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Exercise - Surface:Volume

Compare the surface to volume ratio (surface:volume) of a cube that is 1 cm X 1 cm X 1 cm with that of a cube that is 10 cm X 10 cm X 10 cm.

Smaller cube (1 cm X 1 cm X 1 cm)

The surface area of one side = 1 cm X 1 cm = 1 square cm (or 1 cm2).

There are 6 sides, so the total surface area = 6 X  cm2 = 6 cm2.

Volume = 1 cm X 1 cm X 1 cm = 1 cubic cm (or 1 cm3)

Surface:Volume = 6 cm2/1 cm3 = 6 cm2/cm3 (or 6 square cm of surface area for each cubic cm of volume)

Larger cube (10 cm X 10 cm X 10 cm)

The surface area of one side = 10 cm X 10 cm = 100 square cm (or 100 cm2).

There are 6 sides, so the total surface area = 600 X  cm2 = 600 cm2.

Volume = 10 cm X 10 cm X 10 cm = 1000 cubic cm (or 1000 cm3)

Surface:Volume = 600 cm2/1000 cm3 = 0.6 cm2/cm3 (or 0.6 square cm of surface area for each cubic cm of volume).

The larger cube has more surface area and more volume but less surface area for each cubic centimeter of volume.

Nonmathematical Example

A nonmathematical example may help explain why the smaller objects have more surface for each unit of volume.

Large cube and eight smaller cubes

Imagine that a knife is used to cut the large cube three times to produce the eight smaller cubes shown above. In order to produce the smaller cubes, new surfaces were created when the knife cut the cube. The total surface area of the eight smaller cubes is greater even though the total volume has not changed.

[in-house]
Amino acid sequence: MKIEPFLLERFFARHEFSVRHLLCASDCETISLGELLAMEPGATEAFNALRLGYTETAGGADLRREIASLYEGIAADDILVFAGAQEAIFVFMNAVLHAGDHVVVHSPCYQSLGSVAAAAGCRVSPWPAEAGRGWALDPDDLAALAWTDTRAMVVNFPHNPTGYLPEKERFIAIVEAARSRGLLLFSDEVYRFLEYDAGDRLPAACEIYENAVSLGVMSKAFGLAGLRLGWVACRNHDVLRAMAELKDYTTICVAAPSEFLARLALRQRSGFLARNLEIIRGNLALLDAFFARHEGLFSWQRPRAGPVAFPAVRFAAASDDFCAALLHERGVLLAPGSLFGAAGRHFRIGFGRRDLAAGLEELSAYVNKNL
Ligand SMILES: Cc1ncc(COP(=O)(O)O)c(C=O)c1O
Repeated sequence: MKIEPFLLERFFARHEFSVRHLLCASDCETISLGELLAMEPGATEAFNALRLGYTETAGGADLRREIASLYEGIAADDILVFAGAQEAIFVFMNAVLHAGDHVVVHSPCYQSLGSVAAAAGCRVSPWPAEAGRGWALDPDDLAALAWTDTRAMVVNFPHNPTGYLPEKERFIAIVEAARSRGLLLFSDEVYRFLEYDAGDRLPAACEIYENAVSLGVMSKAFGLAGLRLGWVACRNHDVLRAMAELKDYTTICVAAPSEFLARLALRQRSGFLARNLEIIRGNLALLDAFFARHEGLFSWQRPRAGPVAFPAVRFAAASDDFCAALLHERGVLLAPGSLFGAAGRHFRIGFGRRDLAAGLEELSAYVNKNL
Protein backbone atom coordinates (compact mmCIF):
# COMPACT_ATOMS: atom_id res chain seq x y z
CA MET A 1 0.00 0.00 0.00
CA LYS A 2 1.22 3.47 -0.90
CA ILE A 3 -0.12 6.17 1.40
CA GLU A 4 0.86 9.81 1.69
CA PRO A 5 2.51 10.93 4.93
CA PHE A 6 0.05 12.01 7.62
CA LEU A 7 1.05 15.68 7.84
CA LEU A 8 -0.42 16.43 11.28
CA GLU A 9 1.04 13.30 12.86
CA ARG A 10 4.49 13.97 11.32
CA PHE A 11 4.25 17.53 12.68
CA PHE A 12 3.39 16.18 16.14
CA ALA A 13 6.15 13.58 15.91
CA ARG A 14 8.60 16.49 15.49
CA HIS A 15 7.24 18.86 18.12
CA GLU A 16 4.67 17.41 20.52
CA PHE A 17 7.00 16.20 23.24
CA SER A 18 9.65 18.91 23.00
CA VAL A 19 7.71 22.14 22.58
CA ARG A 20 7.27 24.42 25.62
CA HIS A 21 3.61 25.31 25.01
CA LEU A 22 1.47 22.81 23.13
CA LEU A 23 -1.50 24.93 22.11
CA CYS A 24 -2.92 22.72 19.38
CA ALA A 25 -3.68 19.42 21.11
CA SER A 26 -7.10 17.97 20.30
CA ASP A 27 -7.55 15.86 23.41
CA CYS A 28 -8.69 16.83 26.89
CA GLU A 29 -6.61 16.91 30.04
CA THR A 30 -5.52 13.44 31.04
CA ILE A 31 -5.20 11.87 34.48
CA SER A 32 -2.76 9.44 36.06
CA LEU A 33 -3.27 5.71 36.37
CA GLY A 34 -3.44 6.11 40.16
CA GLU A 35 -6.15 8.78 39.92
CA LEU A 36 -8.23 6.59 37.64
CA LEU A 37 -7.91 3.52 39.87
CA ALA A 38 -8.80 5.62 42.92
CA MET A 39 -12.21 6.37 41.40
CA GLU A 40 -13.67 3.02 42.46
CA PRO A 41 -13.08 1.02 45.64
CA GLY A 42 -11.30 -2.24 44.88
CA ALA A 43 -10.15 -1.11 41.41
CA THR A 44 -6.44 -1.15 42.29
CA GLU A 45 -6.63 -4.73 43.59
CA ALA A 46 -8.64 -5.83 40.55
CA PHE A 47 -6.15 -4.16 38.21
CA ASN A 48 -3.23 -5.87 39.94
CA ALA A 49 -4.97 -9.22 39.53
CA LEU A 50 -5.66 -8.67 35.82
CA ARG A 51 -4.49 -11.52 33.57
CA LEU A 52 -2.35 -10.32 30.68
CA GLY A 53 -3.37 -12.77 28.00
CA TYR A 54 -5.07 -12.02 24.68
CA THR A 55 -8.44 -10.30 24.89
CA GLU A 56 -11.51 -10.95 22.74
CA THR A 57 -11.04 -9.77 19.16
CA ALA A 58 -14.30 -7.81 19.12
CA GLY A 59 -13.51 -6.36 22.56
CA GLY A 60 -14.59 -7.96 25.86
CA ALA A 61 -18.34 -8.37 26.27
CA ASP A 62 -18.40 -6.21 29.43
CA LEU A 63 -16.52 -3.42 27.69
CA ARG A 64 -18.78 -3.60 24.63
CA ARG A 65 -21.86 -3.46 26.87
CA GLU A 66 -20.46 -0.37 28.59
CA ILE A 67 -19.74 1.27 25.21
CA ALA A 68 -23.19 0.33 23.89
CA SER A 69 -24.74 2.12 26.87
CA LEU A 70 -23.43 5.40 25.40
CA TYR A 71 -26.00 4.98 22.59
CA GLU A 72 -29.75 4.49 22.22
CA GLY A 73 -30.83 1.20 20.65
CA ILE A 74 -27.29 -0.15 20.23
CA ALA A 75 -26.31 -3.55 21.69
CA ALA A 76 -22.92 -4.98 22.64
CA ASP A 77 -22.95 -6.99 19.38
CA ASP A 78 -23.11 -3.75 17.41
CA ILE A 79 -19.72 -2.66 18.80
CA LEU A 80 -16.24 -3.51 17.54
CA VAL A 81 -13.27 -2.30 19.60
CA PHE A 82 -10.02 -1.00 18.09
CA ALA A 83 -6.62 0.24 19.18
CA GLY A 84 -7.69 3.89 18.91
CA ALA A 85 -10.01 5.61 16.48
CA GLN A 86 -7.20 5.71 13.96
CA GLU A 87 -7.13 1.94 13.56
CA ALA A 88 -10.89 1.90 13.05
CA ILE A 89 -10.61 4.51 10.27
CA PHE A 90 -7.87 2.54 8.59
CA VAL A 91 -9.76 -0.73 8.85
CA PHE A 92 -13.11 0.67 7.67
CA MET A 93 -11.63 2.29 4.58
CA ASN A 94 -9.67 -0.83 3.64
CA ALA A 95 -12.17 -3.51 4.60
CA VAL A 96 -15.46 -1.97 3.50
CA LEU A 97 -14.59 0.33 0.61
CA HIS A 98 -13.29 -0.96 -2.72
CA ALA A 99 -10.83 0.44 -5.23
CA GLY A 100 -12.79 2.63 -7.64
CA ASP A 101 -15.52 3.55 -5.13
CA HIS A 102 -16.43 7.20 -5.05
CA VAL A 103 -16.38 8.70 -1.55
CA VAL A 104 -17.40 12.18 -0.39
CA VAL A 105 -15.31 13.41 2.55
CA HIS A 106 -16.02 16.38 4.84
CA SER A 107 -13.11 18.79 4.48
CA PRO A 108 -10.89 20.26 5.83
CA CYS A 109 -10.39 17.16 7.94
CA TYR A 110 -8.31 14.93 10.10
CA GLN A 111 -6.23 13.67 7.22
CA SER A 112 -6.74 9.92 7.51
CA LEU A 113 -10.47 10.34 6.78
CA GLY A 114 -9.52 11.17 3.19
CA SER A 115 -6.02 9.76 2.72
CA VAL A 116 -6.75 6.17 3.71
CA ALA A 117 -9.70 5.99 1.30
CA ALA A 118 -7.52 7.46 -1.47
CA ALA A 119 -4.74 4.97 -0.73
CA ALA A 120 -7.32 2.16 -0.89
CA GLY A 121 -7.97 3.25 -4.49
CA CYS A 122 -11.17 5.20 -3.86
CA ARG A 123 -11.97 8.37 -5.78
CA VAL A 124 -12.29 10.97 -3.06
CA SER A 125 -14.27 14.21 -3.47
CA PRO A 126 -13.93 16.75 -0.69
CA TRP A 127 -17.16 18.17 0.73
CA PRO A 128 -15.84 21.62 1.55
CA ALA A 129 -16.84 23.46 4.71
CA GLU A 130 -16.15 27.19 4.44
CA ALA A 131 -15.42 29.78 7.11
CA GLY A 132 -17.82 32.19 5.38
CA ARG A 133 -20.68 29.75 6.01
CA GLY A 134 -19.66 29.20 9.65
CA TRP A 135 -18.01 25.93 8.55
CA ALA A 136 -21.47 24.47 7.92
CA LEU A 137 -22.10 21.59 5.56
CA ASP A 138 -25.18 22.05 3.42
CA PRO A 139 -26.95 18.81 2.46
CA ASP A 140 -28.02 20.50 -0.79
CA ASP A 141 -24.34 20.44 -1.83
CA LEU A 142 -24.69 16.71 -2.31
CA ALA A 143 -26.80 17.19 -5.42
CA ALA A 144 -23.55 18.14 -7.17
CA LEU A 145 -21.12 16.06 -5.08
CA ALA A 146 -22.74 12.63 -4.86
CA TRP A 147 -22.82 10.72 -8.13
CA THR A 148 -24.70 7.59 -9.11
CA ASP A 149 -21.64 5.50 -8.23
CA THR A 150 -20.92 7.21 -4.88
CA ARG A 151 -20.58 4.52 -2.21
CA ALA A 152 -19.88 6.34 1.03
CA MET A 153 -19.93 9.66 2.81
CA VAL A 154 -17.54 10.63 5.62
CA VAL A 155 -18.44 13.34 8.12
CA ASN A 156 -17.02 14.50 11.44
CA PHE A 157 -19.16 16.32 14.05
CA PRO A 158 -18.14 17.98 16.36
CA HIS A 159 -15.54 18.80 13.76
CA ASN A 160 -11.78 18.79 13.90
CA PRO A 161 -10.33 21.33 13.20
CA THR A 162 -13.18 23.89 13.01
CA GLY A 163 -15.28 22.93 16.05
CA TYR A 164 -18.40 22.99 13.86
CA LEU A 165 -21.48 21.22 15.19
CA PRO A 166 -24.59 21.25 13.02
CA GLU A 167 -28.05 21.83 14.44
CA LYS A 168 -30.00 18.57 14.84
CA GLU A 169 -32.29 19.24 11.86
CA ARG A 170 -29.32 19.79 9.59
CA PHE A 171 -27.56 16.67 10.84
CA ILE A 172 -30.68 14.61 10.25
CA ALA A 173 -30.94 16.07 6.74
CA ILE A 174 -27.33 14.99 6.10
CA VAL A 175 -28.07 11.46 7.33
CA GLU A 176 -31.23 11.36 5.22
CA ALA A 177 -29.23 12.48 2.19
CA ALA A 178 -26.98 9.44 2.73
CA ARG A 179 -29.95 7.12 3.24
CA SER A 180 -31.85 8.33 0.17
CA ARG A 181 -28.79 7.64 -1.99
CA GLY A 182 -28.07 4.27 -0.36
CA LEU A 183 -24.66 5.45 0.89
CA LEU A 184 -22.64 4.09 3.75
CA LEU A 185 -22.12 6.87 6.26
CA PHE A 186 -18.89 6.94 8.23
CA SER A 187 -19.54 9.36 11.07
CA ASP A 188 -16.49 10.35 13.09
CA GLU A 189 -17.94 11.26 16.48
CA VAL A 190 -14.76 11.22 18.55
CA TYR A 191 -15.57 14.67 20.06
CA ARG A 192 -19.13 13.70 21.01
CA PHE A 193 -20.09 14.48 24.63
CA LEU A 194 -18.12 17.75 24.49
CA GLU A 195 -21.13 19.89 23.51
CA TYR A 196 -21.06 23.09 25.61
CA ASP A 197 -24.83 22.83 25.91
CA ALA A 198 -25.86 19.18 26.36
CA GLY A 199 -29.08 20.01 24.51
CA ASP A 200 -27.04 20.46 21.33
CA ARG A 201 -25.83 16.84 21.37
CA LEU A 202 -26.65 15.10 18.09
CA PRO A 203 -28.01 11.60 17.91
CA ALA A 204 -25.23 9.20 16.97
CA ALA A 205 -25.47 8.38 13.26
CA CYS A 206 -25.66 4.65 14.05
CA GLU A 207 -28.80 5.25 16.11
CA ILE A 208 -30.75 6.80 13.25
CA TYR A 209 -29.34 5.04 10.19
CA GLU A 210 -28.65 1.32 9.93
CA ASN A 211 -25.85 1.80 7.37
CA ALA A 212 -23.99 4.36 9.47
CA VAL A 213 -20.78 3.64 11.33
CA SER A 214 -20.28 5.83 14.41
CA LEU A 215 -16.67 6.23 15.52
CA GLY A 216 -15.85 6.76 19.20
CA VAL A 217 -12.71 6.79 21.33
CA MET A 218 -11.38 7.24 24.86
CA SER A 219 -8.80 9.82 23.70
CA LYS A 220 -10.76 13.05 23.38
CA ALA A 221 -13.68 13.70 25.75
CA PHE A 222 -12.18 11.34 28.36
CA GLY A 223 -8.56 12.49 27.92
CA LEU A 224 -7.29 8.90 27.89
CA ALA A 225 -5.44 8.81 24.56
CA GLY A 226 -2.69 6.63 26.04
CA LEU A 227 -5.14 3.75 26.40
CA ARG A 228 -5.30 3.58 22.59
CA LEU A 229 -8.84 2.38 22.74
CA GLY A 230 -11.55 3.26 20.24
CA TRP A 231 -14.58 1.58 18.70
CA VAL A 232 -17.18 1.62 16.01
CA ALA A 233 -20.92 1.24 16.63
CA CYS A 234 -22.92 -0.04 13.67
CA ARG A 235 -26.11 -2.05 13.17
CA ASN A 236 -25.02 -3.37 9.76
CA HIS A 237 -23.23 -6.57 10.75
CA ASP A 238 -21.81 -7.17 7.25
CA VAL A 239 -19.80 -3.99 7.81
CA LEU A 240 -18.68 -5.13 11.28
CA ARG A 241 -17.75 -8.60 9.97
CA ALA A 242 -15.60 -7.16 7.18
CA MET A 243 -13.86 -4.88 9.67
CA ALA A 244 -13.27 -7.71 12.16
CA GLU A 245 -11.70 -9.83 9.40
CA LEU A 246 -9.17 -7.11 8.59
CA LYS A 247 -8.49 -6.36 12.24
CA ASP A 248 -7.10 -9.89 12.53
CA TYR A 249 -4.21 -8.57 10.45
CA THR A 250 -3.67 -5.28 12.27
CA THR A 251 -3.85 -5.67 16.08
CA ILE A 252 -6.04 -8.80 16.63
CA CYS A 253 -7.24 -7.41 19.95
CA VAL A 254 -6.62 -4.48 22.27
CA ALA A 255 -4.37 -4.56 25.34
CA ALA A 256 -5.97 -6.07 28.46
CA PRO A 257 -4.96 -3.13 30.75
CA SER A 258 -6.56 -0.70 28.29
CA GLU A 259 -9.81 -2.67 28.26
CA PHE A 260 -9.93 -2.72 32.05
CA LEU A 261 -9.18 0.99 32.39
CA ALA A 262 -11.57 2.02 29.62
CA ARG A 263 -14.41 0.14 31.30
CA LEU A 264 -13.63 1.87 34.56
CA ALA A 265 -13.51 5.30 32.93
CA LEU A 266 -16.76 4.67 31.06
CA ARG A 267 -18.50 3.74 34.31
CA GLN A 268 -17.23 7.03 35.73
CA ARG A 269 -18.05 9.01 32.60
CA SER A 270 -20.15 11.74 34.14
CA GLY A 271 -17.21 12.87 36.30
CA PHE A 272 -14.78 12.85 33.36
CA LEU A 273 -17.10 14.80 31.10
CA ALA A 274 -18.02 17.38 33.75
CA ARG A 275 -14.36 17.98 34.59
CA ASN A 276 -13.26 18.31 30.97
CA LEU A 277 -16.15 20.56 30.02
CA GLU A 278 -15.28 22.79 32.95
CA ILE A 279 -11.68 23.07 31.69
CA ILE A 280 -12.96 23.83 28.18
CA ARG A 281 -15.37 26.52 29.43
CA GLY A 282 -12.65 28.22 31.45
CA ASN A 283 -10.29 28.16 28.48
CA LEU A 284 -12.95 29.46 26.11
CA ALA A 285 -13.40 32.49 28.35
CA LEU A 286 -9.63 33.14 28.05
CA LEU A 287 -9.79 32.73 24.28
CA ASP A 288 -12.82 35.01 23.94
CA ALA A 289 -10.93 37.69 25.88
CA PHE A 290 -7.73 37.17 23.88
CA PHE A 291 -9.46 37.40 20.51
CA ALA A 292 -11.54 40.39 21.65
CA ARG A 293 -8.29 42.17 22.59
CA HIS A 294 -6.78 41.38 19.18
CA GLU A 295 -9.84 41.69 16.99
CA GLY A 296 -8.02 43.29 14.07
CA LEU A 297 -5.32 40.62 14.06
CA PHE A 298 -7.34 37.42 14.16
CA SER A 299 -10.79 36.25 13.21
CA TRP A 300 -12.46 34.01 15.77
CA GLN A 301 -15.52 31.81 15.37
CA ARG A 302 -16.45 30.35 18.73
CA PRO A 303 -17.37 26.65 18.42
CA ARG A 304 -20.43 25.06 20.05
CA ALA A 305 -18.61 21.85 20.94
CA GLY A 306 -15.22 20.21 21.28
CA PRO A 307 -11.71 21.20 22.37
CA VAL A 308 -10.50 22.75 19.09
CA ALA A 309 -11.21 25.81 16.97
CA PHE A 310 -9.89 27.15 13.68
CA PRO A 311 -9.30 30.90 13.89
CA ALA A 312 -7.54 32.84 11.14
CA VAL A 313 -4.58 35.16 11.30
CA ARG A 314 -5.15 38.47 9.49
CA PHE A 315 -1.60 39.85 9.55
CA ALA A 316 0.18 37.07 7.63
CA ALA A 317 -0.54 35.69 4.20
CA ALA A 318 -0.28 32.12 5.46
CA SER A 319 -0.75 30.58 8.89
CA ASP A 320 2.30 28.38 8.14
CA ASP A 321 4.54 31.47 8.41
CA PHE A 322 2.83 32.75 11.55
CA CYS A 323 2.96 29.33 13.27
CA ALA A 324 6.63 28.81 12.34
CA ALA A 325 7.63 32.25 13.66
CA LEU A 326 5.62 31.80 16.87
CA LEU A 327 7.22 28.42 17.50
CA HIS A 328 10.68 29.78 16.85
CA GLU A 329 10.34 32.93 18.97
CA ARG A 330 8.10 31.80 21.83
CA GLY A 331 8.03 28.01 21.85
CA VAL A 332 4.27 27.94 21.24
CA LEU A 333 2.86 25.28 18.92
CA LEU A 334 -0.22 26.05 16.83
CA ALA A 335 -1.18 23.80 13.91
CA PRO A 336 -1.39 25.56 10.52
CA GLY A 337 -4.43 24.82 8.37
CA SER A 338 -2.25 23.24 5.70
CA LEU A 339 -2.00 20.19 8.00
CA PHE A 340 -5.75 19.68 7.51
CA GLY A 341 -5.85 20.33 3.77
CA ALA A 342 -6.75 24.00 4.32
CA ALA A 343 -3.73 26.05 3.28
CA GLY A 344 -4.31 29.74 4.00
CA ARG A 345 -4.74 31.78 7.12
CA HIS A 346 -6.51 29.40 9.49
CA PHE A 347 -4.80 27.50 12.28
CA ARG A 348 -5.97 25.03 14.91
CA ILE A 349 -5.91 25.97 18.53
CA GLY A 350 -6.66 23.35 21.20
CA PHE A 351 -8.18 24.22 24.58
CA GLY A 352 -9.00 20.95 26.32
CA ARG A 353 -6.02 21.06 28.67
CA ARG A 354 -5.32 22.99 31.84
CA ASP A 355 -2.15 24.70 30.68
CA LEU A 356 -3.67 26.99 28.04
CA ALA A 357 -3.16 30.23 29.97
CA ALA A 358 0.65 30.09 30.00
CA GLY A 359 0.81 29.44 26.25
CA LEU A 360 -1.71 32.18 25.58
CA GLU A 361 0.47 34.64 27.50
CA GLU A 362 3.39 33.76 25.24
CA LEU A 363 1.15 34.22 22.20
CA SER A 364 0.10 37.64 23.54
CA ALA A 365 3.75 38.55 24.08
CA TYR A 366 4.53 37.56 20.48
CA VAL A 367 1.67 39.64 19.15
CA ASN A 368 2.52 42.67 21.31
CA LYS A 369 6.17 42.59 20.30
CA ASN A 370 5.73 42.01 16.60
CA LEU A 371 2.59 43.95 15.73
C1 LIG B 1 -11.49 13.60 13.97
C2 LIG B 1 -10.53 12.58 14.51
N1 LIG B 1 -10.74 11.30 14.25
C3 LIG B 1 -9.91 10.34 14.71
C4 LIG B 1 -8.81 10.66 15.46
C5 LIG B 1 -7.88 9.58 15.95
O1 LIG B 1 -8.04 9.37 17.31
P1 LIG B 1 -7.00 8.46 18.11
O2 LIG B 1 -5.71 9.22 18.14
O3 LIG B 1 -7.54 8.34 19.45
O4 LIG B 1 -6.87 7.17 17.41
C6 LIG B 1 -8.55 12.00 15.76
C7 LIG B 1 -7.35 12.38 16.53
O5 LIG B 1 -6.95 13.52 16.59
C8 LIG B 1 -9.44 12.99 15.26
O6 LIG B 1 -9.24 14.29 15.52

Cells

For any given geometric object (cubes, spheres, etc.), smaller objects have a greater surface to volume ratio (surface:volume) than larger objects of the same shape.

Every cell is surrounded by a plasma membrane (discussed below and in the next chapter). Most cells are very small and therefore have a high ratio of plasma membrane surface to cell volume. 

Cell Theory

All organisms are composed of cells, and a cell is the smallest unit of living matter.

Cells come only from preexisting cells.

Major Kinds of Cells

Prokaryotic Cells

Bacteria and archaea are prokaryotes. Their cells are very small and very simple. They will be discussed later.

Chapter on prokaryotes

Eukaryotic cells

All other cells are eukaryotic cells. These include protists, fungi, plants, and animals.

The diagram below shows evolutionary relationships between Bacteria, Archaea, and Eukarya

 

Eukaryotic Cells

Cells contain structures called organelles. The structure and function of the major organelles found in eukaryotic cells are described below.

Plasma membrane

All cells are surrounded by a plasma membrane. It separates the contents of the cell from its environment and regulates the passage of molecules into and out of the cell.